Financial accountability office understaffed
An office set up four years ago to strengthen financial accountability in government has only half the staff it needs, it has been revealed.
And a suitable candidate to lead the Office of Project Management and Procurement (OPMP) has yet to be found, despite the job being advertised twice and having a salary of more than $100,000 a year.
A statement released by the unit under new public access to information requirements shows that it should have eight employees but lacks a director and is understaffed. Asked about the situation, a government spokesman told The Royal Gazette: “There are eight positions in the Office of Project Management and Procurement, of which four are filled.
“They are the contracts and compliance manager, the senior project manager, the procurement manager and an administrative assistant.
“The position of director is currently vacant and has been advertised twice. We are looking for the right person who will work to ensure the OPMP fulfils its mission to provide oversight and guidance to public authorities and implement the soon-to-be released code of practice on procurement and project management.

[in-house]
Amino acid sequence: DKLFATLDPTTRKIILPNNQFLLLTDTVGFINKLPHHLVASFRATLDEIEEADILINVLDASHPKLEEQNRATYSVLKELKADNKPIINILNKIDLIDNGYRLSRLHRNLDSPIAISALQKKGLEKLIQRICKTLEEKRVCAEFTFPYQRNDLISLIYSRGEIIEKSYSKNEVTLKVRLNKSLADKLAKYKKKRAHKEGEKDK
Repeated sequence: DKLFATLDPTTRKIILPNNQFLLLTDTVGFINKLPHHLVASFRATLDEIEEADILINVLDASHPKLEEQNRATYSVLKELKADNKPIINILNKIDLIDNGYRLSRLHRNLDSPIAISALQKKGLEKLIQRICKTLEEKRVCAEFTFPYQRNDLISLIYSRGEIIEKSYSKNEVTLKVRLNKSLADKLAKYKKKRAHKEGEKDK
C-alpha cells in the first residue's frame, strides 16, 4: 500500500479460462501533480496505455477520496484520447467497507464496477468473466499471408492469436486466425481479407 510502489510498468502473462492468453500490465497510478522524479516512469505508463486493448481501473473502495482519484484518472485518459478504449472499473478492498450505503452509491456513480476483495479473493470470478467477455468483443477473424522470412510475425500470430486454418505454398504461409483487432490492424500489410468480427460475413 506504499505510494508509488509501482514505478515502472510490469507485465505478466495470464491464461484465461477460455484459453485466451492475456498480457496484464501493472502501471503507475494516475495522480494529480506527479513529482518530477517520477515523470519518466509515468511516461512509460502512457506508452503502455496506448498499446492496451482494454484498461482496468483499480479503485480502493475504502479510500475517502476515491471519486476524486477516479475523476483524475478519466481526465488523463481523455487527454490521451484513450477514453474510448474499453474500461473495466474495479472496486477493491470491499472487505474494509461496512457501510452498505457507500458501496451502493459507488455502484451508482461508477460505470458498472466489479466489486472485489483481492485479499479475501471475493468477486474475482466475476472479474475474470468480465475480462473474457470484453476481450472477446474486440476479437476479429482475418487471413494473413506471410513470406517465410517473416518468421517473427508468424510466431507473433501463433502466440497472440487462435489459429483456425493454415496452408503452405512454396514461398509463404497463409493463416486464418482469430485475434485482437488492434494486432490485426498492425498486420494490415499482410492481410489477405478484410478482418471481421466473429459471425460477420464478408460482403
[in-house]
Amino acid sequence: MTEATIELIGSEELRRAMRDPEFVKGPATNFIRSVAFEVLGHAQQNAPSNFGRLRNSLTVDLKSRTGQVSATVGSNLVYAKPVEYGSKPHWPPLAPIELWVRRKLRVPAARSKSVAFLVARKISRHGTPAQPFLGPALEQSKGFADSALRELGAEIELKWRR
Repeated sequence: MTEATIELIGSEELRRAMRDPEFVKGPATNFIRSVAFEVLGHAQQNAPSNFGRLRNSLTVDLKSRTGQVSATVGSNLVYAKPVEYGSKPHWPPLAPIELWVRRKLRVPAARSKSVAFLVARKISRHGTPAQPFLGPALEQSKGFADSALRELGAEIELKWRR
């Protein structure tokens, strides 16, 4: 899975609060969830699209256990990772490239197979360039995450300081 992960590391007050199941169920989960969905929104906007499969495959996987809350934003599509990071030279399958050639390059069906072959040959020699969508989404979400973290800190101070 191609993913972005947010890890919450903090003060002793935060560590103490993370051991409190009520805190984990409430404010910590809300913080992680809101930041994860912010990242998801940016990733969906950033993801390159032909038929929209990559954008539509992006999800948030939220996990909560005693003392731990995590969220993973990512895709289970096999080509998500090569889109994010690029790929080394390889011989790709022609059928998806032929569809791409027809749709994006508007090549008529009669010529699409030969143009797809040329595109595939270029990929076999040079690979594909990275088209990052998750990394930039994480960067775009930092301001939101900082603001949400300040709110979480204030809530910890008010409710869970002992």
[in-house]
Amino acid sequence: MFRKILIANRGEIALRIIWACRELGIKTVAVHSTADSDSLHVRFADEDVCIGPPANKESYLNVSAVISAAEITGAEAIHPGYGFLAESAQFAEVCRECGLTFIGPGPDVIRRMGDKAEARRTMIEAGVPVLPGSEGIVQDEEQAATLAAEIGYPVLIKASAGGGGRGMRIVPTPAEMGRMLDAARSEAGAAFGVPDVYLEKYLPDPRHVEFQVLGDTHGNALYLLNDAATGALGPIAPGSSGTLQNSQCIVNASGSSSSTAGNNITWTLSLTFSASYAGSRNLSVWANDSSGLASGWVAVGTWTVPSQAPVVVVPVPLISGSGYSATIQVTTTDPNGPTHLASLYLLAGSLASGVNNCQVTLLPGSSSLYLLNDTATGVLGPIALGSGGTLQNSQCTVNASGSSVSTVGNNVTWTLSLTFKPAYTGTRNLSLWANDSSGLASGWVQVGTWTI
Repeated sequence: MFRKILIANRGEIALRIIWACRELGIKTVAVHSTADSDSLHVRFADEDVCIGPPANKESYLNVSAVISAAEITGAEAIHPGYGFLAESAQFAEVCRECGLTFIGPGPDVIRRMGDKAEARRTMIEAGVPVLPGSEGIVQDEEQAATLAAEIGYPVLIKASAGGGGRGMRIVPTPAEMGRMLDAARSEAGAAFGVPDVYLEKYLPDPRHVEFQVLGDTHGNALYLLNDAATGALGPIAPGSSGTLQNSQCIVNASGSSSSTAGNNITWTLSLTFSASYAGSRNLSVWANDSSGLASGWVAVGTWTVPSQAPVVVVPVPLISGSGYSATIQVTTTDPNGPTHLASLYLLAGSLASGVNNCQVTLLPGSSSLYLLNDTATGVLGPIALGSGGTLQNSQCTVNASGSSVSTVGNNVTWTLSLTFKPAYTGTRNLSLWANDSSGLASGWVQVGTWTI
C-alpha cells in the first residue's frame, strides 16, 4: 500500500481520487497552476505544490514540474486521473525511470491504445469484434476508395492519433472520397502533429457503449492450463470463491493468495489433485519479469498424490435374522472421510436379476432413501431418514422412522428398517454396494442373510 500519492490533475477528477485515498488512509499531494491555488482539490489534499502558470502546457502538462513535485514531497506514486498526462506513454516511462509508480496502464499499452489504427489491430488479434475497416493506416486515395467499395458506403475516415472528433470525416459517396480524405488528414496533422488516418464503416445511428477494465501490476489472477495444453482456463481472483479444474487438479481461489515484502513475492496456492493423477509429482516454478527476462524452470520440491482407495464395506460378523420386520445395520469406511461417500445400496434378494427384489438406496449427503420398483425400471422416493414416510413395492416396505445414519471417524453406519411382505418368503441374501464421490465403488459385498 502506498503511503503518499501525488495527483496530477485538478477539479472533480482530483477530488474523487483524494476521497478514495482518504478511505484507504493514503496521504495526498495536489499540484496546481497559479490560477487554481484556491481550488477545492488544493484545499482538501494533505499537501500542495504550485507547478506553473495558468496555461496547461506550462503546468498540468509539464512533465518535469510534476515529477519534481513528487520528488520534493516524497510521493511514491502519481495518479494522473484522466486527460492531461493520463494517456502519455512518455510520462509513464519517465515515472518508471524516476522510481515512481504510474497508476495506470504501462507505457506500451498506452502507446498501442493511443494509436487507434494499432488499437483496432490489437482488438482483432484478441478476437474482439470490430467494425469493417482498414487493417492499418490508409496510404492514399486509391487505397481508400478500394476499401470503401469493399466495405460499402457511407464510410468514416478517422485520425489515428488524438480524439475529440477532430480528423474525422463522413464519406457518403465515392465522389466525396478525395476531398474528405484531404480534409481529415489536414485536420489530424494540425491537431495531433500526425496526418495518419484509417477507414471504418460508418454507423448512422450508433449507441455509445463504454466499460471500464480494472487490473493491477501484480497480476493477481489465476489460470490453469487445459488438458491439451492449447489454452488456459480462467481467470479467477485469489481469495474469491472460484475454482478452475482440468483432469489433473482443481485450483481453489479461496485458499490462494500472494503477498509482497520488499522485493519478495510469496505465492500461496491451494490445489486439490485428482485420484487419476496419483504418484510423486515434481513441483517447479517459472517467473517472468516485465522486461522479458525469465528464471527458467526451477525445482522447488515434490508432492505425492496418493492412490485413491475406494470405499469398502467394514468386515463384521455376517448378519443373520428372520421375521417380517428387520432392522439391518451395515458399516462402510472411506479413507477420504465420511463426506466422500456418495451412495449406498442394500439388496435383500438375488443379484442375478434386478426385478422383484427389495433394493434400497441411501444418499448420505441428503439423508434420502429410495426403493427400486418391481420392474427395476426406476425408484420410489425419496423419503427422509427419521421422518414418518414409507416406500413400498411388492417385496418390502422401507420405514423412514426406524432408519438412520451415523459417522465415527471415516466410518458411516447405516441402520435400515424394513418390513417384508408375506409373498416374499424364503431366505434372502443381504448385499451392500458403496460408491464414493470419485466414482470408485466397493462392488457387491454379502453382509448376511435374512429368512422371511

“The contracts and compliance manager is acting as director while the position is being recruited.”
The spokesman said the director, once recruited, would assess the skills needed to “assist the department and the managers to perform their oversight and audit functions”.
He added: “As a result, the recruitment of the procurement operations analyst, the procurement systems officer and the contracts and compliance officer will be completed after a director has been appointed.”
The OPMP was created under former Premier Paula Cox under the Good Governance Act 2011 and falls within the remit of the Cabinet Office.
Michael Dunkley told parliament earlier this year, in reference to the office being set up under the Progressive Labour Party, that Ms Cox “had to do something … because those guys on that side were pilfering”. The Premier withdrew the word “pilfering” but questioned what had happened to “missing assets”.
The office's website says it “provides oversight and guidance to government departments and ministries regarding project management and procurement activities to ensure fairness, transparency and consistency in awards of contracts and adherence to applicable rules and industry best practices”.
The statement the OPMP released under Pati is a requirement of the new legislation, one which all public authorities must adhere to.
Information commissioner Gitanjali Gutierrez urged those at a public meeting on Pati on Monday evening to visit her office's website and look at all 200-plus information statements.
The statements provide details of the structure and organisation of the authorities, as well as the legislation governing them, records held and policies used to make decisions.